The Need for Student Agency
About five years ago, KIPP Texas-Houston found that, while 84% of its high school students matriculated into college, only 51% persisted to graduation.
In studying the root causes of this attrition rate with researchers from the University of Houston, KIPP Texas-Houston learned many graduates were not prepared for the rigors of college math coursework, and too often lacked the agency and self-direction to persist in a less structured college setting.
KIPP Texas-Houston’s leadership saw the 2015 Raising Blended Learners grant initiative as an opportunity to build a stronger foundation in math in the middle school years, as well as focus on developing student agency and ownership.
“The design of RBL was aligned to creating classrooms that would recreate experiences for students so that they could be ready academically for college and also be able to navigate the complexities of being students within a college environment,” explains Michael Norton, Manager of Digital Teaching and Learning for KIPP Public Schools. “We designed middle school classrooms so the students would have opportunities to make productive decisions about their learning while still being held to the same bar of rigor that we have for all of our students.”
Tai Ingram the School Leader at KIPP Liberation says, “There was an opportunity with blended to help show that my building full of brilliant brown and black children can learn in such a way that gives them voice, real voice, agency to make choices and good choices for themselves and their peers to ask questions, to push, to challenge, and adults to have to listen to those challenges.”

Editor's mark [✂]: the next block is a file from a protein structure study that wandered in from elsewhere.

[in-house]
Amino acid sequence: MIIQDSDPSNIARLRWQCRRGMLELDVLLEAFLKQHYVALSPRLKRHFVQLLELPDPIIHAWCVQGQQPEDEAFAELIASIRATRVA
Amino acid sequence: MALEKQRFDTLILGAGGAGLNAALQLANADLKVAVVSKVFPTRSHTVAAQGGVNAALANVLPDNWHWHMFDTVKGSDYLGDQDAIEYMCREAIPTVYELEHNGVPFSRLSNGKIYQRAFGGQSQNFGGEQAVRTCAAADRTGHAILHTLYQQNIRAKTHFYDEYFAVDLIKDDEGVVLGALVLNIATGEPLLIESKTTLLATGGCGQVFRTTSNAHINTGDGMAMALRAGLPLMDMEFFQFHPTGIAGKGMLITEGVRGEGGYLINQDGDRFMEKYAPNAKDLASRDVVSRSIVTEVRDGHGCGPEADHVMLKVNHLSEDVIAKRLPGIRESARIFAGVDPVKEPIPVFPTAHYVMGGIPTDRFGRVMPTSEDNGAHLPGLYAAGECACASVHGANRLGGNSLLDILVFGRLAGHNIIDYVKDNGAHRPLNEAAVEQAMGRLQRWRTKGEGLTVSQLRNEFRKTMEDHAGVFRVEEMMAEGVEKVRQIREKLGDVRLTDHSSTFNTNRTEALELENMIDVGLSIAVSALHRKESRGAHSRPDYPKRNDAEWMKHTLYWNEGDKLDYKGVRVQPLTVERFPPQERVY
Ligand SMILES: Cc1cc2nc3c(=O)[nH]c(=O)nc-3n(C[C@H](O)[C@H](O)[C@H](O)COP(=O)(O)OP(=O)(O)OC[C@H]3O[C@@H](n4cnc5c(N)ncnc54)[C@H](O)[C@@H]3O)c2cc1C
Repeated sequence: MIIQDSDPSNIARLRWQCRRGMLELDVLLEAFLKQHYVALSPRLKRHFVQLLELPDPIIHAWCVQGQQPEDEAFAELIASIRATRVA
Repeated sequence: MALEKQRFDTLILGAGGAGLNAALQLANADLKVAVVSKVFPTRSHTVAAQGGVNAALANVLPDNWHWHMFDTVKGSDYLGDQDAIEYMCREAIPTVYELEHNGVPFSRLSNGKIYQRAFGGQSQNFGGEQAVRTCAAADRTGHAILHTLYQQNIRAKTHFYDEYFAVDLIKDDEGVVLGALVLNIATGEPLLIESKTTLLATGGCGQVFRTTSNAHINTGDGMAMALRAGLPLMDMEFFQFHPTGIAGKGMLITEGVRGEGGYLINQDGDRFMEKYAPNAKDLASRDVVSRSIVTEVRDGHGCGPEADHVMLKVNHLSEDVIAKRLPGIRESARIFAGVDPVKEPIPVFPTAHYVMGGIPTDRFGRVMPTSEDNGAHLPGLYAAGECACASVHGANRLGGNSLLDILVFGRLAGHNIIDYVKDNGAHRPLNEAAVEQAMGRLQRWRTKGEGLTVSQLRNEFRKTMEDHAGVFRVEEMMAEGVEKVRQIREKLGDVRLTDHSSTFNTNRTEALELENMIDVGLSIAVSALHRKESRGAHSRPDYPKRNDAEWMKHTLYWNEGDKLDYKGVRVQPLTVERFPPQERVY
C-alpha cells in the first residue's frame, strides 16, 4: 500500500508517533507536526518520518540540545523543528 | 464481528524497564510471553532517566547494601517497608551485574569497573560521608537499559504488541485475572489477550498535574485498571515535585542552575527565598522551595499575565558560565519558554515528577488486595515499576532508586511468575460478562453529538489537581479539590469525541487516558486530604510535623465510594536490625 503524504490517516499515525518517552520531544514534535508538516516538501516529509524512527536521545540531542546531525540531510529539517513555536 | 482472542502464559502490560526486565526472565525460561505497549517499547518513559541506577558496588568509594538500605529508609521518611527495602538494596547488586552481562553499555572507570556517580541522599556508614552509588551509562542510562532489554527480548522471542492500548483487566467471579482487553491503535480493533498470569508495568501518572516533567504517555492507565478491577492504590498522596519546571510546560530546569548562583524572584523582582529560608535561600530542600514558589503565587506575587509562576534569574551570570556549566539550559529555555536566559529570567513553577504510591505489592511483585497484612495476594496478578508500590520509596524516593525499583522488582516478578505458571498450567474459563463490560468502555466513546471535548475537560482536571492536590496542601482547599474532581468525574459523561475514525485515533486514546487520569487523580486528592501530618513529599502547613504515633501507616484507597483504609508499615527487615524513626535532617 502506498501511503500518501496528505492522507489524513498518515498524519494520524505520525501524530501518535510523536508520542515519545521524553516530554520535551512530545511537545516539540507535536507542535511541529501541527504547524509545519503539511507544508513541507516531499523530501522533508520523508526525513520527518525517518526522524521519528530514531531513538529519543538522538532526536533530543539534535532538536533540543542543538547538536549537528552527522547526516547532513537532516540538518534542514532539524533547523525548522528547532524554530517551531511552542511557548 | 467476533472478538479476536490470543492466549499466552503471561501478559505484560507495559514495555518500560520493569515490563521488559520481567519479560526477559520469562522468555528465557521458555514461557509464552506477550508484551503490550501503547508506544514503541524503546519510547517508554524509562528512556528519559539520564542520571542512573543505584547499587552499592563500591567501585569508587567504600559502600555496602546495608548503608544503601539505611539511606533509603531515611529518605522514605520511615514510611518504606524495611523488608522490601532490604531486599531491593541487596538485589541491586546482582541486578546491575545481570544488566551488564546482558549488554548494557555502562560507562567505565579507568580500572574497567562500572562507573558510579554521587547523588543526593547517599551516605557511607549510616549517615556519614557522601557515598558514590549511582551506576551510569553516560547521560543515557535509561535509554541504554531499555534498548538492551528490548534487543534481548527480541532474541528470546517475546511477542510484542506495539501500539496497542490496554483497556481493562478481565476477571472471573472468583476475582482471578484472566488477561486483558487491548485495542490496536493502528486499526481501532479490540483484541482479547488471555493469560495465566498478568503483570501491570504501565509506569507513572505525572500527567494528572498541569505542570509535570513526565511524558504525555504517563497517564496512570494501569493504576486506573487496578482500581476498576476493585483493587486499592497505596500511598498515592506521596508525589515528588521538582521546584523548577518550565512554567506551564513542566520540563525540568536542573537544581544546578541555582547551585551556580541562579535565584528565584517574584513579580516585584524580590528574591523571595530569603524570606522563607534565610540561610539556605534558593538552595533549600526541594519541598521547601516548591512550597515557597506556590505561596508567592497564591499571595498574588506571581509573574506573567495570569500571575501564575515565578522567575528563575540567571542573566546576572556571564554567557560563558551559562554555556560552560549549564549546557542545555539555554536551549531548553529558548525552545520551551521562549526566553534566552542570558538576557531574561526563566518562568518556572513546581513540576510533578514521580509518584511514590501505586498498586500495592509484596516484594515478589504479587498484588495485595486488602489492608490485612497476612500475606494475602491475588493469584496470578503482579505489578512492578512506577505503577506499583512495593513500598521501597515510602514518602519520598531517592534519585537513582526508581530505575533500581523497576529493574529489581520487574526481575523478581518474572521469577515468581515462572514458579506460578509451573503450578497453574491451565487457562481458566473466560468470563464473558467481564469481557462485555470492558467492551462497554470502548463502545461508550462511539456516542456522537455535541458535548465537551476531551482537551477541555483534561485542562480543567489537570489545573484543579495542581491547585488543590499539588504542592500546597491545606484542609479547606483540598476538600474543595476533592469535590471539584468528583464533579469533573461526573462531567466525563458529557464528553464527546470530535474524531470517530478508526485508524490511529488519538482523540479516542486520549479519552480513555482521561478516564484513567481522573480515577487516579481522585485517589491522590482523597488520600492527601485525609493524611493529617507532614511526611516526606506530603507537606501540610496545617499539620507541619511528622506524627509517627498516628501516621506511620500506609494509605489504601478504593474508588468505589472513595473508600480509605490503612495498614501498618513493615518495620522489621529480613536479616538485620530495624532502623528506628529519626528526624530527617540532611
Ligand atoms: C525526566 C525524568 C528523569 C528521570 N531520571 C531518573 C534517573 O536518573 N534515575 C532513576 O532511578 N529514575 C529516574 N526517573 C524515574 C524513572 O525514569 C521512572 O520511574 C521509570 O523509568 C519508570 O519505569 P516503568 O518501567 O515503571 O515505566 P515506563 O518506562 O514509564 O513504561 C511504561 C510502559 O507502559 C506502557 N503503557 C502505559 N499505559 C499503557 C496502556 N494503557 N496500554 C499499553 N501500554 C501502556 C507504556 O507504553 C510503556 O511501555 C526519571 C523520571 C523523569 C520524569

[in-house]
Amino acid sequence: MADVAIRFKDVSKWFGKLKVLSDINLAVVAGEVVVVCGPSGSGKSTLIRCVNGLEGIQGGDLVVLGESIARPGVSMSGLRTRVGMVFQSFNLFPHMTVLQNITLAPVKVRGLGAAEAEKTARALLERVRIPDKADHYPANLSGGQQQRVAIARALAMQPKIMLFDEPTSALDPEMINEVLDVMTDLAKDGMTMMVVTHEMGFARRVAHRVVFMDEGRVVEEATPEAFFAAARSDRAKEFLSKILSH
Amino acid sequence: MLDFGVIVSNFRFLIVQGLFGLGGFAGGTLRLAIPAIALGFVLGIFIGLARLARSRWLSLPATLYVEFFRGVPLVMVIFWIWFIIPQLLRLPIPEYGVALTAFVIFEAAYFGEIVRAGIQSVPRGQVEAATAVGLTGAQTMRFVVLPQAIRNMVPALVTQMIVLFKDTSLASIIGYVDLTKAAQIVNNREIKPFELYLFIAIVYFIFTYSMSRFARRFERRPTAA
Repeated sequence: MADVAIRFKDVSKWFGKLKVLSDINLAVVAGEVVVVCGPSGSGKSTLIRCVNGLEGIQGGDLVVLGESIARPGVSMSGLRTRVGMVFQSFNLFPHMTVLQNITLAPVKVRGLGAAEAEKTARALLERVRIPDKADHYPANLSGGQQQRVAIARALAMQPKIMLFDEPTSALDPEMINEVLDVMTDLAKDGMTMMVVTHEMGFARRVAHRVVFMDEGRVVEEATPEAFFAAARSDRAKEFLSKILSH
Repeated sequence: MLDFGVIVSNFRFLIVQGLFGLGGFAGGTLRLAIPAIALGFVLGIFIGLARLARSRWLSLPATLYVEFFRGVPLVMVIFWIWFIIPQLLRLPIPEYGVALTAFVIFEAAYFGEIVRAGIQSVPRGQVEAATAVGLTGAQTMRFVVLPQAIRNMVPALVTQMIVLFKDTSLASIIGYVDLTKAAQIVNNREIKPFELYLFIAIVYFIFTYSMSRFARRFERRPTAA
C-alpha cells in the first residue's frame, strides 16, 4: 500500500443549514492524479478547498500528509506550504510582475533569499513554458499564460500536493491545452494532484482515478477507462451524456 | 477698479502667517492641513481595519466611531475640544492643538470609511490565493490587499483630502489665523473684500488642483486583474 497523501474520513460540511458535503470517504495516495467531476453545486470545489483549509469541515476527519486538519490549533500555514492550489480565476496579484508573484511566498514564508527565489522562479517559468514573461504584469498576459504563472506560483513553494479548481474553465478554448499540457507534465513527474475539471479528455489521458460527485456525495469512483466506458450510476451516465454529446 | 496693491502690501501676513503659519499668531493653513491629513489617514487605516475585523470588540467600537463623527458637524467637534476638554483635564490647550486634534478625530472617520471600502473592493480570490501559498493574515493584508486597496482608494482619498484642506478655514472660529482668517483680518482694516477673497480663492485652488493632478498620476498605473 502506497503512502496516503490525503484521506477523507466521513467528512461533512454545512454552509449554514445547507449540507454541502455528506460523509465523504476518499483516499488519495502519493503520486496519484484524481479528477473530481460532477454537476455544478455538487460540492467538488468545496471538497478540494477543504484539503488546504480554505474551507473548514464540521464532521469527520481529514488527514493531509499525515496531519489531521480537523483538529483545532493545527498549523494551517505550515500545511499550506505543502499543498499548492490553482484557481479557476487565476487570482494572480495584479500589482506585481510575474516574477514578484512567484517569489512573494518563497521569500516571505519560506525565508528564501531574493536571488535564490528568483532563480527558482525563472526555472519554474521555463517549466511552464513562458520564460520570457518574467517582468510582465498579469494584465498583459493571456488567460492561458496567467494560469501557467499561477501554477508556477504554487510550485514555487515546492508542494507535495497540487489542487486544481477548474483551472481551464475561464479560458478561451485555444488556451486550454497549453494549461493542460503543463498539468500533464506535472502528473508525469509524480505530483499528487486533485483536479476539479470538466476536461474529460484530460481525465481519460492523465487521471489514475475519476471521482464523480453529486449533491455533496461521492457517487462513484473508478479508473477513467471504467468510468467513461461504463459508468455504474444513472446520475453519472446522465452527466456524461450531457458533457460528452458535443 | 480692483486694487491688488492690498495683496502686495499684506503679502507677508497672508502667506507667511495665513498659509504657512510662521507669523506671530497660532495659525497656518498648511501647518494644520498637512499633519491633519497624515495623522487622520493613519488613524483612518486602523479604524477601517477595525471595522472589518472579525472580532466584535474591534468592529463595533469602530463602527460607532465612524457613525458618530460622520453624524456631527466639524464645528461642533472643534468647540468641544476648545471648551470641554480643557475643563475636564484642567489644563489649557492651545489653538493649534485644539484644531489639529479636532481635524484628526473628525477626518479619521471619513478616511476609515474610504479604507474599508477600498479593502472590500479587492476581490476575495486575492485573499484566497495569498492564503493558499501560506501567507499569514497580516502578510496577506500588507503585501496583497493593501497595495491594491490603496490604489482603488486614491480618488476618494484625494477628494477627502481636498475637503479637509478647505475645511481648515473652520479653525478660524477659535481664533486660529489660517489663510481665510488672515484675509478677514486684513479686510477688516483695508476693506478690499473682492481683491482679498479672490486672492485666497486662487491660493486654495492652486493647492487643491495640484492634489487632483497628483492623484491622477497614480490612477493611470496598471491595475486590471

The pilot began at KIPP Liberation in 2016 – Pharen’s sixth-grade year – as a single flipped classroom in 8th grade Algebra I. Over the next two years the school’s leadership and teachers began scaling the principles of blended learning — personalized, data-driven, competency-based learning — to other classrooms and content areas.
Pharen fully benefited from this shift in the instructional model in her final year at KIPP Liberation. The direct, actionable feedback she received from teachers, combined with the freedom in pacing, allowed her to soar.
“Once we implemented blended fully and started moving at our own pace, I just saw a flip [with Pharen],” Mendoza says, “She started to get days and weeks ahead of her peers, and was doing really well with the content.”
Pharen became excited about learning in a new way, particularly in her English Language Arts class and volunteered to take on additional, self-driven projects, like writing a poem from the perspective of a character.
Mendoza welcomed and nurtured Pharen’s newfound interest to dig deeper into the content. Because Pharen and the rest of the class could advance at an individual pace, Mendoza found more time for one-on-one check-ins with students and to tailor content around their interests. He started seeing more student ownership, even in language students used. “I stopped hearing ‘Your class,’ and started hearing, ‘Our class,” Mendoza says.
Ingram marvels at the change across her campus, but particularly in Mendoza’s classroom. “You’d walk in his room and kids would be comparing texts from Shakespeare to Talib Kweli, or Drake, or another rapper. They were making connections on a high level, being able to express the theme as the authors might, using figurative language. Just having rigorous, enlightening, engaging, and joyful conversations was really unique.”